Serving

Ricado Rojo
Mexico, Yucatán
  -   Ricado Rojo
Makes
Effort:
Sched:
DoAhead:  
1/2 c  
**
20 min  
Yes
This is the most important of the Yucatán seasoning pastes, used in recipes similarly to how Thai curry pastes are used. I make it quite dry so it will not spoil easily.




-----
4
1
10
1
4
2
1/2
1/2
-----
3
3
---
T
T

in


t
t
---
cl
T
-- Spices
Annatto seeds (1)
Oregano, dried (2)
Peppercorns, black
Cinnamon stick (3)  
Cloves
Allspice berries
Cumin seeds
Salt
----------
Garlic
Vinegar
Make   -   (20 min)
  1. In a spice grinder, grind all SPICES items to powder.
  2. Crush GARLIC and chop small.
  3. Place Garlic and Vinegar in a mini-prep food processor or some similar device and process until it is nicely liquified. Pour about half the Spice Powder in and process until well blended.
  4. Add the Vinegar Spice mix to the rest of the Spice Powder and mash it together until it is completely blended.
  5. In a tightly sealed container, this will last at least 4 weeks in the refrigerator. If you need it more paste-like for a recipe, just add a few drops of water to the amount you will use.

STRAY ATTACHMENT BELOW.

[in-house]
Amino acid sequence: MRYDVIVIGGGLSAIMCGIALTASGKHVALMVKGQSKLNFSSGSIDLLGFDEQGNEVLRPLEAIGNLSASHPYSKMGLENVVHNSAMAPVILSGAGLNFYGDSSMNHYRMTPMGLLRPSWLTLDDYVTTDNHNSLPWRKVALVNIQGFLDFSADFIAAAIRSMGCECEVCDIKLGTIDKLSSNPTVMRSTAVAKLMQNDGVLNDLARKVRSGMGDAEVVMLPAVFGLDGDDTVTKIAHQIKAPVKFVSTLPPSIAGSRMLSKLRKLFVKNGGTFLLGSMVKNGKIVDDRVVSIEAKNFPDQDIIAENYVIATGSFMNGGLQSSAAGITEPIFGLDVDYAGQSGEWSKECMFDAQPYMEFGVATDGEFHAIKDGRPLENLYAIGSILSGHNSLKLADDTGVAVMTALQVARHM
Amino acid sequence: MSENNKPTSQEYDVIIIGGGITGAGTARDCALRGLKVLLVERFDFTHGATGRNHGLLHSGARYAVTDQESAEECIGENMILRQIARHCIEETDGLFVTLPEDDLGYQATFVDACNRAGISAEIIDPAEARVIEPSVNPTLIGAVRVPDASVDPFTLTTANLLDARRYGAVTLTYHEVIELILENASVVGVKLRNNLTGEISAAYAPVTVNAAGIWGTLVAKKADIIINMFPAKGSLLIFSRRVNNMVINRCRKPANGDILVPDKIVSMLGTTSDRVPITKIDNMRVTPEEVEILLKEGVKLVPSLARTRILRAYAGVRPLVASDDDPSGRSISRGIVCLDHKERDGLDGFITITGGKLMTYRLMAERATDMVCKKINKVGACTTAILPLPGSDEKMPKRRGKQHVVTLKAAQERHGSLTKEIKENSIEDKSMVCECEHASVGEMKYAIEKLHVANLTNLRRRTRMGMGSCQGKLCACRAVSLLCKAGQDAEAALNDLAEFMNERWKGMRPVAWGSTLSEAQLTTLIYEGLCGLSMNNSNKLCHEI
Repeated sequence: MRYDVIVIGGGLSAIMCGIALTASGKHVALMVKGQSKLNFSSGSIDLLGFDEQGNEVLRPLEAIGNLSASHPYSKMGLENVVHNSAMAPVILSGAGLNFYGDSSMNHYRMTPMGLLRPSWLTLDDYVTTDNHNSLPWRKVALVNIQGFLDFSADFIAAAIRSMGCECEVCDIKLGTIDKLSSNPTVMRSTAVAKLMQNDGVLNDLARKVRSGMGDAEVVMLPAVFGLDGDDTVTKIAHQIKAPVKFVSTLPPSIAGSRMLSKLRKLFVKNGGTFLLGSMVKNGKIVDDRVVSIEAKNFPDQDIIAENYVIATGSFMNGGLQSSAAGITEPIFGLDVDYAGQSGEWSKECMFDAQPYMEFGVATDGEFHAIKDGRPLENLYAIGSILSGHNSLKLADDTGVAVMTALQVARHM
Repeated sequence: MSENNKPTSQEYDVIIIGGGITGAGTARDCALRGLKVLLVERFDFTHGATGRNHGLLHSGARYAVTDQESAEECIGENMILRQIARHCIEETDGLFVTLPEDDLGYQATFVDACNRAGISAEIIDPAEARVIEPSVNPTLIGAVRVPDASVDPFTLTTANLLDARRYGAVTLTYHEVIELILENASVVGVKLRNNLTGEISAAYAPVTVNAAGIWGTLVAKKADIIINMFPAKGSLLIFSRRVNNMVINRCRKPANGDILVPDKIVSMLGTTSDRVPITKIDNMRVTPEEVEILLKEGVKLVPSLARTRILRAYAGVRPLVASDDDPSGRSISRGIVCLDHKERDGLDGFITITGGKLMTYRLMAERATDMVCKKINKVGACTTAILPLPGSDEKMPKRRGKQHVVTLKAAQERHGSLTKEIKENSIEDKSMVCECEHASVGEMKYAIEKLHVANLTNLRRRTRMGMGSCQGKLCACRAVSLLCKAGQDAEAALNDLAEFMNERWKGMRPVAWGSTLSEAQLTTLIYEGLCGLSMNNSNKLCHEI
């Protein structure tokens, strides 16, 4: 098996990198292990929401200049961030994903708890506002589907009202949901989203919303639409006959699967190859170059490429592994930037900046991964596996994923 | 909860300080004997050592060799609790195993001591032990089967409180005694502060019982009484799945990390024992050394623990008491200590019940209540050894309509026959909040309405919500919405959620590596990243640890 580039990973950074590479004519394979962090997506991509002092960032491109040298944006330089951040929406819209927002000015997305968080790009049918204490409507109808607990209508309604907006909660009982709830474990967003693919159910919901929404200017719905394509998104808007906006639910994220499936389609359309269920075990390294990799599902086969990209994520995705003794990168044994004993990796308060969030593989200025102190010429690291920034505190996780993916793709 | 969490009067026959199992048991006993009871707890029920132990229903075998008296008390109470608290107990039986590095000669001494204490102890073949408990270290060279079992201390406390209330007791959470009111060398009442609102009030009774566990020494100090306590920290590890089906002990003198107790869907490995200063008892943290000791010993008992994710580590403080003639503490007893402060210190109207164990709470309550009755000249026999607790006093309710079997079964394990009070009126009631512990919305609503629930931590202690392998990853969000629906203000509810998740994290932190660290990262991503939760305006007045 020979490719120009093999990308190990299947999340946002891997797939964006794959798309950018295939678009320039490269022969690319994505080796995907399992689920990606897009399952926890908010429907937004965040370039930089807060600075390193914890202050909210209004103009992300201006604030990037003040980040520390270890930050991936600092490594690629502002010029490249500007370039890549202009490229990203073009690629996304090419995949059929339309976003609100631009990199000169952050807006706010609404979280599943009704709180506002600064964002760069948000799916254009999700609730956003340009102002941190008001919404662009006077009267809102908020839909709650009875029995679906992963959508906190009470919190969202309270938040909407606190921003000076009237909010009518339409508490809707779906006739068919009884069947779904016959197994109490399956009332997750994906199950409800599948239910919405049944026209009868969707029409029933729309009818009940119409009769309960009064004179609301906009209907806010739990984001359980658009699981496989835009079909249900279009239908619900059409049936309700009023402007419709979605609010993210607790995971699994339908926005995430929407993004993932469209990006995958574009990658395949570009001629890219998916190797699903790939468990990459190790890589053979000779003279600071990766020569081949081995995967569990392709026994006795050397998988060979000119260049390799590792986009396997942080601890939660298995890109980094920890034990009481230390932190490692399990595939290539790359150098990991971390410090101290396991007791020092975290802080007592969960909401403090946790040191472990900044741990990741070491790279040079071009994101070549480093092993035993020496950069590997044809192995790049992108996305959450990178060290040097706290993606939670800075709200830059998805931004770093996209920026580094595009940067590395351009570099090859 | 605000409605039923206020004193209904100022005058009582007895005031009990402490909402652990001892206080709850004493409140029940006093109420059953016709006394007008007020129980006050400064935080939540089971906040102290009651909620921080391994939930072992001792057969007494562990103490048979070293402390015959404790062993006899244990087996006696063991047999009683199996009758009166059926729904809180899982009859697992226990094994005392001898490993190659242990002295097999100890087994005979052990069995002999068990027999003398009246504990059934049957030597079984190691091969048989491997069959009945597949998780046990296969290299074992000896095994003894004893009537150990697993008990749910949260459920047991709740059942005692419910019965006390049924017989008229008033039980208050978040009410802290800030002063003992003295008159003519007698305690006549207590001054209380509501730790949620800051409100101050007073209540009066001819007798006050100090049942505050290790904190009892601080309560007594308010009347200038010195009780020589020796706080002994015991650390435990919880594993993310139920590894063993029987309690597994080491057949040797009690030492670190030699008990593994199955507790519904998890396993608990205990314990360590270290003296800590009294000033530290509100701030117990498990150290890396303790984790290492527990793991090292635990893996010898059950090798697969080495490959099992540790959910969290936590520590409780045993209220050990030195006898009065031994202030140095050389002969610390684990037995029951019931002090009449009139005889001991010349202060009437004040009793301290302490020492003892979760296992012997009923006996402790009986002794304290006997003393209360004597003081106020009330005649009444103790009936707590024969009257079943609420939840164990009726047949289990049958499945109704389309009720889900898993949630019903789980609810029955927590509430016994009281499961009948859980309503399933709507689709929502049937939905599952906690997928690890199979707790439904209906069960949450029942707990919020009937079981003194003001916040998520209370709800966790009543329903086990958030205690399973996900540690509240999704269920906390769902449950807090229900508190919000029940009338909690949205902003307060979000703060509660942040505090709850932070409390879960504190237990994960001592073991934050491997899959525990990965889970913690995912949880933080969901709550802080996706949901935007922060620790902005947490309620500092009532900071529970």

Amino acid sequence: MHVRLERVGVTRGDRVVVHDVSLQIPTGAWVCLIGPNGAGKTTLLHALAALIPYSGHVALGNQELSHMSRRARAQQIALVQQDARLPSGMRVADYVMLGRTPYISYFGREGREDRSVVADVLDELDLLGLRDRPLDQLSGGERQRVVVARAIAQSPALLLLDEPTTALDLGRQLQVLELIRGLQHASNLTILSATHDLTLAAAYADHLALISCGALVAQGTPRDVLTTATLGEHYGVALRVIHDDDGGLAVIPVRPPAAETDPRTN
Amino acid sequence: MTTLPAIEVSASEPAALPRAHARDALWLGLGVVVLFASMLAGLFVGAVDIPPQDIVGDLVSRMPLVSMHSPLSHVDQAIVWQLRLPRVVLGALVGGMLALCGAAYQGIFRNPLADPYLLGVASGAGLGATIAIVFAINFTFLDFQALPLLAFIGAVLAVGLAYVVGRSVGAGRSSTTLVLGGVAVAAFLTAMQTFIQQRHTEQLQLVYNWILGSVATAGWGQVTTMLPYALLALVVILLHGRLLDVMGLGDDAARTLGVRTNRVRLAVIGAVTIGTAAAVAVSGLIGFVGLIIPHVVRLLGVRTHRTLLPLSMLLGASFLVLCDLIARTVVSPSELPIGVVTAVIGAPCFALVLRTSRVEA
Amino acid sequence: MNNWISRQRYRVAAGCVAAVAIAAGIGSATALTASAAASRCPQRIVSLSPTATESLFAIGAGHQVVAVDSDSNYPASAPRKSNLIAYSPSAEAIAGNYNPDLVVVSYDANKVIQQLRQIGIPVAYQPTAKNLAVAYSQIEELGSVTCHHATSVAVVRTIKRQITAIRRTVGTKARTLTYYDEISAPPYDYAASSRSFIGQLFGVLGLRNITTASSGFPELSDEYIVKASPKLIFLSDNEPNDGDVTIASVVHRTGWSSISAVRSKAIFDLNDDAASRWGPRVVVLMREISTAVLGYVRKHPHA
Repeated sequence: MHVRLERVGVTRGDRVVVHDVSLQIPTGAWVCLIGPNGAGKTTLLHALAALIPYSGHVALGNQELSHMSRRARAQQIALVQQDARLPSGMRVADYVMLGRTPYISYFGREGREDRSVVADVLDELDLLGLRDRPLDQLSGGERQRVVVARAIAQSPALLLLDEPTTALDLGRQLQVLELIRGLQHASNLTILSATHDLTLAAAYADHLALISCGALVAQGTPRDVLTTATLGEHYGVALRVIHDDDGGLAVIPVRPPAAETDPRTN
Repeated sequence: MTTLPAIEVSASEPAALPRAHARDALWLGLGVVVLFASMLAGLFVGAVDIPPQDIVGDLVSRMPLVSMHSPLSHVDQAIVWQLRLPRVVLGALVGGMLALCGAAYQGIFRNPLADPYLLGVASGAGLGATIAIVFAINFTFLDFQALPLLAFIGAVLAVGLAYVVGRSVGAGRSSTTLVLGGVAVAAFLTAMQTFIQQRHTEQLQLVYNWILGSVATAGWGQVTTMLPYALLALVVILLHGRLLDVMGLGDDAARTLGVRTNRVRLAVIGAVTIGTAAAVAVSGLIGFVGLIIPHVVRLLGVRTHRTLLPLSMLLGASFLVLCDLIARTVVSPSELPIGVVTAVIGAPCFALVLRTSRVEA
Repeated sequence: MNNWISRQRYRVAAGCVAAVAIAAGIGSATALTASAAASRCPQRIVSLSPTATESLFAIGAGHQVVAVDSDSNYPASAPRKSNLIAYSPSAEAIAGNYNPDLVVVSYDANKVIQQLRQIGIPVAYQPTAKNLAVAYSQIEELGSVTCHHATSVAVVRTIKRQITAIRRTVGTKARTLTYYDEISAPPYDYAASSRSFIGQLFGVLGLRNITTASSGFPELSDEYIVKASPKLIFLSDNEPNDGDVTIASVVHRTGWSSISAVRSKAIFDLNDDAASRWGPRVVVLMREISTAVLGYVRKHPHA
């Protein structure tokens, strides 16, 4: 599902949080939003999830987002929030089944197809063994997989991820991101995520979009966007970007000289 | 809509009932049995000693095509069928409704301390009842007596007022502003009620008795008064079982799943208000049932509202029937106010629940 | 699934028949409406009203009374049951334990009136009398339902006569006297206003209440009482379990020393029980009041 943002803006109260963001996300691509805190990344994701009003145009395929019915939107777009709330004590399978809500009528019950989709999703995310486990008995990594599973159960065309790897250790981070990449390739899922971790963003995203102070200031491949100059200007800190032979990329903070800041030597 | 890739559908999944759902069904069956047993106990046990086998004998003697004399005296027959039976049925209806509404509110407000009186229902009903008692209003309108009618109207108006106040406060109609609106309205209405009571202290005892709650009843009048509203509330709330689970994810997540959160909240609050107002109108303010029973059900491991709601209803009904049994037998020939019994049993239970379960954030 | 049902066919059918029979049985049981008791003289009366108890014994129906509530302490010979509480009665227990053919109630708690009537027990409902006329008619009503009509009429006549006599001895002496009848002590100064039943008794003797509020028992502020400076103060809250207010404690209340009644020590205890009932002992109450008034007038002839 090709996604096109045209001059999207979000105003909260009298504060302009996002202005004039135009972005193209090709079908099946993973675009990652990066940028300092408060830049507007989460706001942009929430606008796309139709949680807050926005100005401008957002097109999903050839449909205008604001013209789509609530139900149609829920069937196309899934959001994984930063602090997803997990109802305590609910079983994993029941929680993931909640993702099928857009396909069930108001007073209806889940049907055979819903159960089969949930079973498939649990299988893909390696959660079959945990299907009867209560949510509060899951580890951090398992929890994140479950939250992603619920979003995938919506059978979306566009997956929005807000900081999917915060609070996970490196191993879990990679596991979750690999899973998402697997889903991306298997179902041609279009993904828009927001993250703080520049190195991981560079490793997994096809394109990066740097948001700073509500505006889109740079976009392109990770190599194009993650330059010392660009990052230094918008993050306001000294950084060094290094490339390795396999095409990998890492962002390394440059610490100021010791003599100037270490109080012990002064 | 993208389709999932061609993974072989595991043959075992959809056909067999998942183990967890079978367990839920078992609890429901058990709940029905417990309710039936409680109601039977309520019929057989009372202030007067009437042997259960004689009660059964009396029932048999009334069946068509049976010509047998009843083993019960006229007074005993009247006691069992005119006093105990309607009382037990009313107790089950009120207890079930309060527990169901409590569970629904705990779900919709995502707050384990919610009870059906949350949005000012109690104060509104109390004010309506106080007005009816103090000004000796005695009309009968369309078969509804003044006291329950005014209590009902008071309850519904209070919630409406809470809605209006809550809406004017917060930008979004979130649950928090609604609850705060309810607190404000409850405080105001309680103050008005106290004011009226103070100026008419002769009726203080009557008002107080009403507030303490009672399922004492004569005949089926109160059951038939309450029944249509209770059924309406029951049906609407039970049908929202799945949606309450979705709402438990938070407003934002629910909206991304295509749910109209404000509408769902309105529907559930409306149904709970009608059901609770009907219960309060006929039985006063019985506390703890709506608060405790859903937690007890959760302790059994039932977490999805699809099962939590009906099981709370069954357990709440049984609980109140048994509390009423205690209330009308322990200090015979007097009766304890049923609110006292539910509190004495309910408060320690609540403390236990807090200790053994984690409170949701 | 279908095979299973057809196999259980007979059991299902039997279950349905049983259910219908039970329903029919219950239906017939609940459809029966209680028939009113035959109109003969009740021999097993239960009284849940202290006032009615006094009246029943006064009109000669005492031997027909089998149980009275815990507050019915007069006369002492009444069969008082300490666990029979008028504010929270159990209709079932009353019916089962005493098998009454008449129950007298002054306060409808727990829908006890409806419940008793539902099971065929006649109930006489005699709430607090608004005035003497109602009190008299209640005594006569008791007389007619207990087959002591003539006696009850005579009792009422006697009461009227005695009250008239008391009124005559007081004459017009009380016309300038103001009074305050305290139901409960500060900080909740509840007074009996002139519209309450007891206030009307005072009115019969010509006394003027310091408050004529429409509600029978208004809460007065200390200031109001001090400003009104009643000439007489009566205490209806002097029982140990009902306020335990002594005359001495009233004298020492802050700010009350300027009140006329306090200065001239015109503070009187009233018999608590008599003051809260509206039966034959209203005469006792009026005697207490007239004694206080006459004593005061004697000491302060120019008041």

NOTES:
  1. Annatto:   These red colored seeds are much used in Latin America and the Philippines, so are readily available in markets serving those communities. For details see our Achiote / Annatto page.
  2. Oregano:   Properly, this should be Mexican Oregano (Lippia graveolens), leaves of a shrub that grows in the region. This is rather hard to find even here in Los Angeles, so you may have to use regular oregano. Mexican Oregano is a bit more minty in flavor, so maybe add a little dried mint.
  3. Cinnamon:   Mexicans insist on real Cinnamon, not the Cassia Bark that passes for cinnamon north of the border. It is easily available in markets serving a Latin American community and in many Asian markets also. For details see our Cinnamon / Cassia page.
  4. U.S. measure: t=teaspoon, T=Tablespoon, c=cup, qt=quart, oz=ounce, #=pound, cl=clove in=inch, ar=as required tt=to taste
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